the string is too thick you will feel it stick.

The issue mentioned above is actually very easy and a relatively quick to fix on your own.  There are several
easy ways to fix the issue without spending a $100+ on professional nut slot files or paying someone like myself
to make the adjustments for you.   So, give it a shot!  Your fans will thank you for it.

In the next few paragraphs I will explain 3 ways you can fix the string/nut binding issue yourself, but if for some
reason you are not sure you can perform the work on your own, take it to a tech to help you. There is no shame
in asking for help and it shouldn’t cost you more than $20 at most to have a pro set the nut up.

One very easy way to widen the nut slots is use the strings that are sticking as a files or saws.  Take the old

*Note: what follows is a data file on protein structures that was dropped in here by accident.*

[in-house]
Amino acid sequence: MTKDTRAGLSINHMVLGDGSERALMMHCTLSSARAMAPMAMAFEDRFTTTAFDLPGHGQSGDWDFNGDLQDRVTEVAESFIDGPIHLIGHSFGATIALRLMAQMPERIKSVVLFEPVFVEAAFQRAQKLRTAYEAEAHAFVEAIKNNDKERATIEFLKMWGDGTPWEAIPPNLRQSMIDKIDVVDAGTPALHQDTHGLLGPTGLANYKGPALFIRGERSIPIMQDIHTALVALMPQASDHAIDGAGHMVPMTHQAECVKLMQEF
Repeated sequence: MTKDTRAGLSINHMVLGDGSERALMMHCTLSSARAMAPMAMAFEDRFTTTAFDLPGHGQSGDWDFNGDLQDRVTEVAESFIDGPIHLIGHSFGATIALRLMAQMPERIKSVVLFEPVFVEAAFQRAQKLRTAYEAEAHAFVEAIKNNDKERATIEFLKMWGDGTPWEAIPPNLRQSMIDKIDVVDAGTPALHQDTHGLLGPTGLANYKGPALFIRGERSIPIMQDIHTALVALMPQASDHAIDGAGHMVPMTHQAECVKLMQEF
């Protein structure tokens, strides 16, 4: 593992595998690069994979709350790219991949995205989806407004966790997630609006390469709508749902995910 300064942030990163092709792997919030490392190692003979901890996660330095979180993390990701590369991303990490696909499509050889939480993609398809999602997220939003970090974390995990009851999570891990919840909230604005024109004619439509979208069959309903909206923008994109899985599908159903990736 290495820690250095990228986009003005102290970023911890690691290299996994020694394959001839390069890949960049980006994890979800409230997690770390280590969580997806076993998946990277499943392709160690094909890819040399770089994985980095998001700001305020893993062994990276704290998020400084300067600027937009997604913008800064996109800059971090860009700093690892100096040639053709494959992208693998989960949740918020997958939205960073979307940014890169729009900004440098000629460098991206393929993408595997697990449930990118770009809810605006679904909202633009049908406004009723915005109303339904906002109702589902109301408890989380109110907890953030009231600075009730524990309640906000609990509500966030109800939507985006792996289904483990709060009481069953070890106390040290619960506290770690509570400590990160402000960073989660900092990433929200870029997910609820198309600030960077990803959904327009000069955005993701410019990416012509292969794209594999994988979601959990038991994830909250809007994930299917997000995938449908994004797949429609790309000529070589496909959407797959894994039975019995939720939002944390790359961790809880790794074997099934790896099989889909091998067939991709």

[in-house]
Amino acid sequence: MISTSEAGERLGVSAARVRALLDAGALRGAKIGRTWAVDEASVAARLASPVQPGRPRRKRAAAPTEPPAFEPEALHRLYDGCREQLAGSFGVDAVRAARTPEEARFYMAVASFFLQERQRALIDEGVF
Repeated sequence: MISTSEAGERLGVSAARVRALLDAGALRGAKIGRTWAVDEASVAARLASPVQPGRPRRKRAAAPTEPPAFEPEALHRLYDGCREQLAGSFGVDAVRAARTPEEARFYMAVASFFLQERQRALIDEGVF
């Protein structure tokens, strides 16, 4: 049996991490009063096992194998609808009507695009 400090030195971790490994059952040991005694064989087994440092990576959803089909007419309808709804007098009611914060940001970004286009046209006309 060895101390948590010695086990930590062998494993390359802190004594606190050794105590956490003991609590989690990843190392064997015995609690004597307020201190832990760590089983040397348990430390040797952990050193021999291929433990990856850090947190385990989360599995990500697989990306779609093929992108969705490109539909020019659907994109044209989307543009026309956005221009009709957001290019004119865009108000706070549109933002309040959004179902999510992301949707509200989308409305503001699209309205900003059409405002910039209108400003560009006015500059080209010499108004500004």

string off the guitar and gently run the string back and forth in the nut slot.  The string will widen the slot to the
exact thickness off the string.  If you use this method you will need to use 400 or 500 grit sandpaper to smooth
out the ridges that the wound strings will make in the nut slot.  If you do not sand afterwards the string could still
end up binding on the ridges left behind.  One thing to make sure you don’t do is take too much material out of
the slots.  The strings should rest in the slot comfortably without too much play in the slot.  You also want to make
sure you are not making the slot too deep as this could create buzzing issues which is a whole different topic.